Two-year Mountain: A Nepal Journey by Phil DeutschleTwo-year Mountain: A Nepal Journey by Phil Deutschle

Two-year Mountain: A Nepal Journey

byPhil Deutschle

Paperback | May 1, 2012

Pricing and Purchase Info


Earn 95 plum® points

Prices and offers may vary in store


Ships within 1-3 weeks

Ships free on orders over $25

Not available in stores


Combining adventure story, travel log, and personal confession, this absorbing account describes a wrenching experience that belies the idealistic expectations of many Peace Corps volunteers. Following a stint as a volunteer teacher in a Nepalese village, Phil Deutschle sets off alone on an expedition to conquer Pharchamo, 20,580 feet high, which has claimed several lives. This trek forms the framework of the book, and into it Deutschle weaves the story of his experiences in sharply etched, swiftly moving, often humorous anecdotes.
A native Californian, Phil Deutschle is currently teaching in Salinas California. The author's other adventures have included cycling across the Kalahari and Namib deserts, getting captured by pirates while canoeing down the Congo River, hunting with Bushmen, and falling through a crevasse while ice climbing unroped in the Andes. Curr...
Title:Two-year Mountain: A Nepal JourneyFormat:PaperbackDimensions:320 pages, 7.75 × 5.25 × 0.68 inPublished:May 1, 2012Publisher:Bradt Travel GuidesLanguage:English

The following ISBNs are associated with this title:

ISBN - 10:1841623857

ISBN - 13:9781841623856

Look for similar items by category:


Read from the Book

'Now I understand these past weeks of manic climbing, heedless to considerations of safety. I've been a zombie, an animated body with a mind long dead, recklessly climbing, trying to complete the small death that the departure from Aiselukharka left only half done. For six weeks I have climbed in a manner leading toward destruction, while at the same time I've reflected on the past two years in a process of reconstruction. I continue to descend.My feet are encased in overboots and crampons, and the strap around my wrist holds the ice axe. The consumption of six days of food and fuel has left my pack feeling relatively light. This combined with the downhill grade, makes progress easy. The Tasi Lapcha is behind me and I work my way down to the northwest, steering clear of the difficult sections in the center of the slope. I must occasionally backtrack in search of a better route. This is the problem with descending - you can't see the troubles until you're on top of them.As I down-climb a gully of snow, the surface abruptly gives way, opening a hole beneath me. As I fall through, my arms shoot out instinctively. My pack and elbows stop the fall, leaving me dangling chest deep. My legs kick desperately in the air, trying to catch a toehold on the side of the hidden crevasse. I hunch forward and dig in with the axe, pulling myself up and rolling sideways out of the hole. My heart beats wildly as I distribute my weight by crawling. The danger is passed before I have fully realized what happened.'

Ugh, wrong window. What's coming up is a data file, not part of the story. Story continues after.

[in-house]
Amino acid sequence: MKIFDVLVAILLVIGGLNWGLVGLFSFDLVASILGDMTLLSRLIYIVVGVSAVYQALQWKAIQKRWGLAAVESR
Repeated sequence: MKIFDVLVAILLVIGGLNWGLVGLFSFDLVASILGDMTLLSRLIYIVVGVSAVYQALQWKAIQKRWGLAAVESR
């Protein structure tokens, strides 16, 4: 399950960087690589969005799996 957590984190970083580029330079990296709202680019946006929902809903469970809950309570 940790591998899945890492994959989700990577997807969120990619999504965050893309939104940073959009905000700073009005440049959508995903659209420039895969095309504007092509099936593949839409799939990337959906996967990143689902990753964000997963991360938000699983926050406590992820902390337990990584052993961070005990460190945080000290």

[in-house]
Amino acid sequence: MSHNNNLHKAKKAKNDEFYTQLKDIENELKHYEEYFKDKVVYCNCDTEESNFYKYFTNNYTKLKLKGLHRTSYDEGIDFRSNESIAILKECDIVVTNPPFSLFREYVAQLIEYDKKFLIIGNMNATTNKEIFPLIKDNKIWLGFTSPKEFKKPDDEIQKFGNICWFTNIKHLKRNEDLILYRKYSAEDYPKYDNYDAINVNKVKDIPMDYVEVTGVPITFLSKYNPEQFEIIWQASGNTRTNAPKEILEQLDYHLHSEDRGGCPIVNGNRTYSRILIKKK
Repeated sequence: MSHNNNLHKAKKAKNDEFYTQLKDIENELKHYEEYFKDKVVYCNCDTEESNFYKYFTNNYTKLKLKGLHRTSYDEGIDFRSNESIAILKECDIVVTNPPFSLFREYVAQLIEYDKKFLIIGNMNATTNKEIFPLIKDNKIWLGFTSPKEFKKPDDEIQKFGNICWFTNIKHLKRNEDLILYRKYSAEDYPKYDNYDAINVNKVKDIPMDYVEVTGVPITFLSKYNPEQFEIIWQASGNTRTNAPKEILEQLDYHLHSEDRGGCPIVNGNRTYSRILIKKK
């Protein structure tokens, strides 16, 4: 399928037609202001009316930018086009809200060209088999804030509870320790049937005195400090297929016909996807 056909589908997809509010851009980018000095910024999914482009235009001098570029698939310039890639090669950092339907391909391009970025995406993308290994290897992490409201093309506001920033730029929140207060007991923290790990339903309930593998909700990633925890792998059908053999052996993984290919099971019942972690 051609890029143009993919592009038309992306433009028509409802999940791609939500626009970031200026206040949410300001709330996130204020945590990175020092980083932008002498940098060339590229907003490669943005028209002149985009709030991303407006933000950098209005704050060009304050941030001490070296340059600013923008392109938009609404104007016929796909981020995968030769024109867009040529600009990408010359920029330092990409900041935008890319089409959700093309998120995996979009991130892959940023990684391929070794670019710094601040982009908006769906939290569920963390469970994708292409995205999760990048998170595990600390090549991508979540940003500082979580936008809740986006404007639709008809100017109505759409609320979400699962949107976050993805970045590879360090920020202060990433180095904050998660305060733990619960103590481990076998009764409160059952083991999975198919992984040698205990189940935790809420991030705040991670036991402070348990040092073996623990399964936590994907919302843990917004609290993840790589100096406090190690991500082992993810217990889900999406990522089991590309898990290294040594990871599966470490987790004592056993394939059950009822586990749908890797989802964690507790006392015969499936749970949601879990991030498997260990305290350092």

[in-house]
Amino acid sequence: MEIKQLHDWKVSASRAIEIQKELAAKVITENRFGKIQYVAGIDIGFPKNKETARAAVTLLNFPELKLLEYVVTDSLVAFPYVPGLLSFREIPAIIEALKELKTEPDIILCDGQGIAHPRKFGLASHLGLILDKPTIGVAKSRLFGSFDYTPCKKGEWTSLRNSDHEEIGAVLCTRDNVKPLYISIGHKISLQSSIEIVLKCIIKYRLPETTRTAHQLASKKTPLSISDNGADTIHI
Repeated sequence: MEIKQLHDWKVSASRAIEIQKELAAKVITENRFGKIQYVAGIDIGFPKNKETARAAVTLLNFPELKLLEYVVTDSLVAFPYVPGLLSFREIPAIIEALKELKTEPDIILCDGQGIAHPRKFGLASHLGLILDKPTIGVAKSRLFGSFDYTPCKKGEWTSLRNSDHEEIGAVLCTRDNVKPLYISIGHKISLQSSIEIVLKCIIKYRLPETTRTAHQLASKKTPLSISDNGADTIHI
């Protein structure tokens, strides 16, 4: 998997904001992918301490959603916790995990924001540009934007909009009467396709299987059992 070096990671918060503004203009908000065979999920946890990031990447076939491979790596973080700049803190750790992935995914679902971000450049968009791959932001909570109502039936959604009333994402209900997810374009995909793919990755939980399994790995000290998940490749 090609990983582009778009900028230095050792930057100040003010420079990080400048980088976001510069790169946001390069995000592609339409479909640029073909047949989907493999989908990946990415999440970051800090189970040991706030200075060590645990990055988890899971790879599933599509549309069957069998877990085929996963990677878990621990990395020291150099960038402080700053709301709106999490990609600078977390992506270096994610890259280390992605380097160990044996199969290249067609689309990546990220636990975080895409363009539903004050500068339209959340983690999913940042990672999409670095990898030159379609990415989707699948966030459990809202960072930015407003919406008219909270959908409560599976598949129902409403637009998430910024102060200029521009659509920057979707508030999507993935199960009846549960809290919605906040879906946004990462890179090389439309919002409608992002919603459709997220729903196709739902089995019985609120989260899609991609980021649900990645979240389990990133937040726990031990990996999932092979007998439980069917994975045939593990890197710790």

Editorial Reviews

"A remarkable book... Phil Deutschle spent a couple of years having some pretty hair-raising experiences and some rewarding experiences in Nepal... Described in very graphic and downright frightening terms." -Chris South, BBC Radio "I found The Two Year Mountain interesting as much for the writer's own growth in relating to, and valuing a culture, way of life, and traditions so totally in contrast with that of his own North American background. Clearly Phil Deutschle himself grew in moral stature during those two years, as his self questioning shows." -Lord Hunt, Leader of the First Successful Mount Everest Expedition "I have read The Two Year Mountain with pleasure." -Victor Zorza, The Times, London "Phil Deutschle manages the balancing act between frankness and self indulgence with some skill, and his book is well worth reading, especially for anyone intending to trek in Nepal. It tells you far more about that endlessly fascinating country than any half dozen of your average climbing narratives and get perhaps as close as any westerner can to an inside view of its subject. ... If you're remotely interested in the subject, this should be regarded as one of the required texts." -Jim Perrin, High Magazine, British Mountaineering Council "Written with obvious affection." -The Geographical Magazine, The Royal Geographical Society